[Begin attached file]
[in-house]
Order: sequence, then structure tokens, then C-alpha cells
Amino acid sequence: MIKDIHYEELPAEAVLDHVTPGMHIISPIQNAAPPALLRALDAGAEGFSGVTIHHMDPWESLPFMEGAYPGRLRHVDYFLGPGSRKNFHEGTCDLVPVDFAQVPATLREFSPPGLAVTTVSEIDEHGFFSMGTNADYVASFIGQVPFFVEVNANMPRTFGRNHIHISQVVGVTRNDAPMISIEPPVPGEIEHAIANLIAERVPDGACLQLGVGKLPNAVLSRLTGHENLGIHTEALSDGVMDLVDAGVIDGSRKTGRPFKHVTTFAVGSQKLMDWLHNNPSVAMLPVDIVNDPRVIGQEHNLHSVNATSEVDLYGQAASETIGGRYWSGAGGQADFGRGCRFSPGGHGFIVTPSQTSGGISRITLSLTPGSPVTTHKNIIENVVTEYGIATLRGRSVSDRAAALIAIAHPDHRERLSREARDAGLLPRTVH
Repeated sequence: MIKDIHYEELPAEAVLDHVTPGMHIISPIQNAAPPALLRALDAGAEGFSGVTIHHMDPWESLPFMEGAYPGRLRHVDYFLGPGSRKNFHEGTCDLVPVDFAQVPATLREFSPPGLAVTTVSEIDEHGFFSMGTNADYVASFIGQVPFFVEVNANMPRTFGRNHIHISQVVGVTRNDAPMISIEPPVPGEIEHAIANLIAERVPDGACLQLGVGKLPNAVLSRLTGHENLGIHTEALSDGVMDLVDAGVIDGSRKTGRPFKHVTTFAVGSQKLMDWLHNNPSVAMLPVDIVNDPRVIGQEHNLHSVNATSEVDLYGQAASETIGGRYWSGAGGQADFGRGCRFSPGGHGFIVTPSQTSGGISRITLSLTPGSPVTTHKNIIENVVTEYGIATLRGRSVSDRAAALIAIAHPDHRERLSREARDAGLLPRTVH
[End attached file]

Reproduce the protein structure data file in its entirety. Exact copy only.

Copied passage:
[in-house]
Order: sequence, then structure tokens, then C-alpha cells
Amino acid sequence: MIKDIHYEELPAEAVLDHVTPGMHIISPIQNAAPPALLRALDAGAEGFSGVTIHHMDPWESLPFMEGAYPGRLRHVDYFLGPGSRKNFHEGTCDLVPVDFAQVPATLREFSPPGLAVTTVSEIDEHGFFSMGTNADYVASFIGQVPFFVEVNANMPRTFGRNHIHISQVVGVTRNDAPMISIEPPVPGEIEHAIANLIAERVPDGACLQLGVGKLPNAVLSRLTGHENLGIHTEALSDGVMDLVDAGVIDGSRKTGRPFKHVTTFAVGSQKLMDWLHNNPSVAMLPVDIVNDPRVIGQEHNLHSVNATSEVDLYGQAASETIGGRYWSGAGGQADFGRGCRFSPGGHGFIVTPSQTSGGISRITLSLTPGSPVTTHKNIIENVVTEYGIATLRGRSVSDRAAALIAIAHPDHRERLSREARDAGLLPRTVH
Repeated sequence: MIKDIHYEELPAEAVLDHVTPGMHIISPIQNAAPPALLRALDAGAEGFSGVTIHHMDPWESLPFMEGAYPGRLRHVDYFLGPGSRKNFHEGTCDLVPVDFAQVPATLREFSPPGLAVTTVSEIDEHGFFSMGTNADYVASFIGQVPFFVEVNANMPRTFGRNHIHISQVVGVTRNDAPMISIEPPVPGEIEHAIANLIAERVPDGACLQLGVGKLPNAVLSRLTGHENLGIHTEALSDGVMDLVDAGVIDGSRKTGRPFKHVTTFAVGSQKLMDWLHNNPSVAMLPVDIVNDPRVIGQEHNLHSVNATSEVDLYGQAASETIGGRYWSGAGGQADFGRGCRFSPGGHGFIVTPSQTSGGISRITLSLTPGSPVTTHKNIIENVVTEYGIATLRGRSVSDRAAALIAIAHPDHRERLSREARDAGLLPRTVH